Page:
ON March 8, International Women’s Day a call went out for young people 15-25 from eastern Trinidad, with an interest in the creative industry and the belief that violence against women and girls must be addressed.
It came from the Caribbean Fashion and Arts Feature Festival (CFAFF) and was answered by two young men and seven young women.
Last month, after six months of Saturday workshops, courses, seminars and art projects, the group shared their graduation with family, friends, CFAFF supporters and the Mayor of Arima, Lisa Morris-Julien.
Angelica Alleyne, AJ Rogers, Ayoka Jules, Darcelle Lewis, Darnell Mathias-Harewood, Ilori Waithe, Jilleen Matthews-De Verteuil, Khadeen Neptune and Nkosi Cayonne also had their art pieces displayed at East Yard, Scott Street, Arima.
The event, though, was threefold, as it incorporated a street art element, as well as the presentation of awards to recipients of CFAFF’s third annual Fashion-Film awards.
The mayor pledged her support to CFAFF and commended the perseverance of its founder and executive director, Kevon Foderingham. She also said the initiative would be allocated a bigger space in the east, as “what Kevon is doing is exactly what the East and country needs, a stronger focus on culture, positivity and sustainable development.”
Foderingham responded, “Art stands side by side with Fashion-Film at the Festival. In 2018, placed even more emphasis on art as the stars of our festival this year will be the nine participants of our recently concluded six-month CFAFF ILLUSTRATE – Arts Impact Initiative to End Violence. These young artists...will lead the festival with their own exhibition, entitled For Common Good, displaying their pieces that speak directly to ending violence against women and girls.”
Another addition this year is the integration of public art, which took the festival to the streets and saw artistic work displayed on the walls of the Arima Velodrome. This year also included a secondary schools open house, hosted on October 25, which showcased the works of the graduates.
Artists AJ Rogers, Bruce Cayonne, Danielle Boodoo-Fortune, Gary Martin, Kevin Vincent, Sarah Burrows and Turunesh Raymond, along with the graduates, contributed murals that also focused on non-violence.
Foderingham said the mural’s presence will be a reminder for the community that CFAFF stands in solidarity with the rest of the world when it commemorates 16 days of activism against gender-based violence from November 25 to December 10.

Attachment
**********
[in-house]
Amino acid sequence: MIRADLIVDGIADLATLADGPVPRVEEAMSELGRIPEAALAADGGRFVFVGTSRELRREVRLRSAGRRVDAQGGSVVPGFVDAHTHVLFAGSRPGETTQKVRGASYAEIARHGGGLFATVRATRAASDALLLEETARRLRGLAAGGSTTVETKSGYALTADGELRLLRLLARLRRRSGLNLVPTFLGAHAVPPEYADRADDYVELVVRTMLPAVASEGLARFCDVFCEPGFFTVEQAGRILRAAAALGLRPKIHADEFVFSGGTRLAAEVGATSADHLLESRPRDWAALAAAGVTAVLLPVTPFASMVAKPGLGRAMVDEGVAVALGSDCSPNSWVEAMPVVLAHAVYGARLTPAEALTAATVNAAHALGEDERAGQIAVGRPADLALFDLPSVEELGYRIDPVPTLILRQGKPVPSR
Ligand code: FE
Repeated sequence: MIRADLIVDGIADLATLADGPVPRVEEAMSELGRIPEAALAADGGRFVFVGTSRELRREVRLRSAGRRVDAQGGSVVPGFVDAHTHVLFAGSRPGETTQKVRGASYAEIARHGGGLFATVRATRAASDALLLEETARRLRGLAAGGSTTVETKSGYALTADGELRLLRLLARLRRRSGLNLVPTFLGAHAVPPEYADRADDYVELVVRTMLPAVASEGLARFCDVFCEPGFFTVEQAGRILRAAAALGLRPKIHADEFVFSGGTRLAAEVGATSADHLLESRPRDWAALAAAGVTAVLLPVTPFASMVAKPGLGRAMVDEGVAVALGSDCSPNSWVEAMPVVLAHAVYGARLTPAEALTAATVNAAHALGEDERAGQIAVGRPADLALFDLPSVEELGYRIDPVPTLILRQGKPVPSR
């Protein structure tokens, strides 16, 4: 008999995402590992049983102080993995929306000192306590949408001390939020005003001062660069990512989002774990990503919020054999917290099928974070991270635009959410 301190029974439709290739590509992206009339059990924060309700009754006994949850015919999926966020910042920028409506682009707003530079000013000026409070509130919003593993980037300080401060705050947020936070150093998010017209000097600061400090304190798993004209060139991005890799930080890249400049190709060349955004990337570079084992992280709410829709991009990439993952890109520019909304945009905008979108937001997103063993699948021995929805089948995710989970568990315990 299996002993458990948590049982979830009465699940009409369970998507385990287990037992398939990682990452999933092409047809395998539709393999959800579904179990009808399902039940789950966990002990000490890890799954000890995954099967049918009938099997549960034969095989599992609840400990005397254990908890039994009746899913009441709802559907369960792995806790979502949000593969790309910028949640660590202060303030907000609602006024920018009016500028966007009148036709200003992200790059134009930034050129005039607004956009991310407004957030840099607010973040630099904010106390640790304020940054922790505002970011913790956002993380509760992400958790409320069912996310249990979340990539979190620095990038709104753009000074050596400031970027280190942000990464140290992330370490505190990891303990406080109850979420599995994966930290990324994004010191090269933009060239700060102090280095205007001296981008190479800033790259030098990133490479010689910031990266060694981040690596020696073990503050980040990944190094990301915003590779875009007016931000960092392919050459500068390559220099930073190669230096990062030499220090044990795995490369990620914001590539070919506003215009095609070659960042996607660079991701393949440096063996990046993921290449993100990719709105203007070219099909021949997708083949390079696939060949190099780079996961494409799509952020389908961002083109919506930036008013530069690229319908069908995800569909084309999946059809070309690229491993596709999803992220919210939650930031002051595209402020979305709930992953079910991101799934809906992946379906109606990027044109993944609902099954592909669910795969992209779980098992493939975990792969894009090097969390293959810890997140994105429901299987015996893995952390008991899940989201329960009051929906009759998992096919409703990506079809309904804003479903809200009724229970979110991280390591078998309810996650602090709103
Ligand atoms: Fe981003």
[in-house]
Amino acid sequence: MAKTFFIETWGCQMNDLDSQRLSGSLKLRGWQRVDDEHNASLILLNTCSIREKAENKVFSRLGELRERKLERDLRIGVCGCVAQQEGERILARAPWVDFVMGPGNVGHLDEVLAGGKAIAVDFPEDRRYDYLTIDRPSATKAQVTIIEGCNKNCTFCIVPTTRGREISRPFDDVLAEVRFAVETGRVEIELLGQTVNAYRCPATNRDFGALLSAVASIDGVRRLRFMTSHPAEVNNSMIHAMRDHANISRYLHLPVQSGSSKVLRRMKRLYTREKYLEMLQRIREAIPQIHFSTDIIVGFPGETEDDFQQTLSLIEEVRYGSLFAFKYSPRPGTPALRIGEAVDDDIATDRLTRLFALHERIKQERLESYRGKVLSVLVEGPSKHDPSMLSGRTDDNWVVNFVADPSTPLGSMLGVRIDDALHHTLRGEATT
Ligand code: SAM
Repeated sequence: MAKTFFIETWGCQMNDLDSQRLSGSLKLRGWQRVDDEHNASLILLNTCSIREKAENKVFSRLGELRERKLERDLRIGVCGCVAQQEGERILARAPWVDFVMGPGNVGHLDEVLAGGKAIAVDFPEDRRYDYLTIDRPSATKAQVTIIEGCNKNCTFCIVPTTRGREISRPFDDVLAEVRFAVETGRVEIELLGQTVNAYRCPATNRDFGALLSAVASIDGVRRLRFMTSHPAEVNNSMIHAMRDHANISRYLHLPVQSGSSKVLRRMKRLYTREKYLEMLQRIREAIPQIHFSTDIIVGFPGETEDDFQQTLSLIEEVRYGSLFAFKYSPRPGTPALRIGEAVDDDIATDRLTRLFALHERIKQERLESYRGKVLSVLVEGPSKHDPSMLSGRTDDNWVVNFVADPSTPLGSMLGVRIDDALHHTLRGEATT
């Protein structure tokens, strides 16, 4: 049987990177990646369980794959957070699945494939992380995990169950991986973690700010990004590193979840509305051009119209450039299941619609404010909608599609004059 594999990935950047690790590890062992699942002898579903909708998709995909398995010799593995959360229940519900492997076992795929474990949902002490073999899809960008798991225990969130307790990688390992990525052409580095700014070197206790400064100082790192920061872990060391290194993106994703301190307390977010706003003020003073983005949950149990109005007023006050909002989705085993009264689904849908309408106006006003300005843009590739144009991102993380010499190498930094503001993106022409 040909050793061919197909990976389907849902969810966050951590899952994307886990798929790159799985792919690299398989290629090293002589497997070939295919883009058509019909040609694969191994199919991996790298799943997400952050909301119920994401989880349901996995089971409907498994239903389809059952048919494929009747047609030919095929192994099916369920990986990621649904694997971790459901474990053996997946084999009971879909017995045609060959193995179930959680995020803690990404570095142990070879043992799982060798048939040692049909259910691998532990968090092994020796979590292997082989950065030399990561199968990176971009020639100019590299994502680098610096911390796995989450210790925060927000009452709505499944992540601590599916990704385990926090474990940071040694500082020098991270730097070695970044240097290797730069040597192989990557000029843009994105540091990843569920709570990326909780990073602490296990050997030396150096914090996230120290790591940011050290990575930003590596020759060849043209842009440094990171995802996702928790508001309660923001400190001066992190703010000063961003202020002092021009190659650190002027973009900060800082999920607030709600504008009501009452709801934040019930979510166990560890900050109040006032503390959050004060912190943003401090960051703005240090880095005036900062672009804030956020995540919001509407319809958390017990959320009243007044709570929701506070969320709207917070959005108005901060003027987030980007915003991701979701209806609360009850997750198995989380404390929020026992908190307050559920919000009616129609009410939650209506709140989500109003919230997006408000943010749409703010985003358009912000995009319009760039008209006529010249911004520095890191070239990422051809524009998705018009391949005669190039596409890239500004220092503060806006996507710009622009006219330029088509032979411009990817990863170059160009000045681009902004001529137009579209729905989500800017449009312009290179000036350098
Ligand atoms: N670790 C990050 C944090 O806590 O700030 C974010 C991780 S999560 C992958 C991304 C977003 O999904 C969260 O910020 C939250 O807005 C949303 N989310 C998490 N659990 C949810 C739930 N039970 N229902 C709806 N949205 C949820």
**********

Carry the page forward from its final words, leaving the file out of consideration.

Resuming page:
CFAFF, he added, is already being recognised among the global Fashion-Film community as a multifaceted festival, which screens and honours fashion-related films from the region and beyond.
This year, the festival screened and awarded local, regional and international fashion-related films in the categories: Best Caribbean Short Film, Best Caribbean Fashion Documentary, Best Caribbean Student Designer Short Fashion Film and Best International Short Fashion Film.
Recipients were adjudicated by Sandra Carr, Tenille Clarke, Angelo Marcelle, Conrad Parris, Aadel Chin-Albert, Roger Swan, Ain Earle and Neigeme Glasgow-Maeda.
Carr noted an overall improvement in the quality of 2018 films and commended Foderingham’s efforts to continue to promote film and fashion in his community and by extension the Caribbean and beyond.
Multi-talented choreographer and artist Jaime Philbert won Best Caribbean Fashion Fashion Film, with her semi-biographical Sankofa: Art on Purpose. Arlene Bartholomew-Singh won the Creative Excellence in Fashion award. Best International Fashion Film was awarded to Versace Valentines by Luca Finotti, Best African Fashion Film went to Picha Marangi by Nathan Collett and the Best Caribbean Student Fashion Film, was copped by Inside the Outside by Argent.
CFAFF also partnered with CulturesOfResistance.org to screen the internationally acclaimed, multi-award-winning documentary Cultures of Resistance, directed by Iara Lee. The documentary is a resistance travelogue on art and creativity as ammunition in the battle for peace and justice.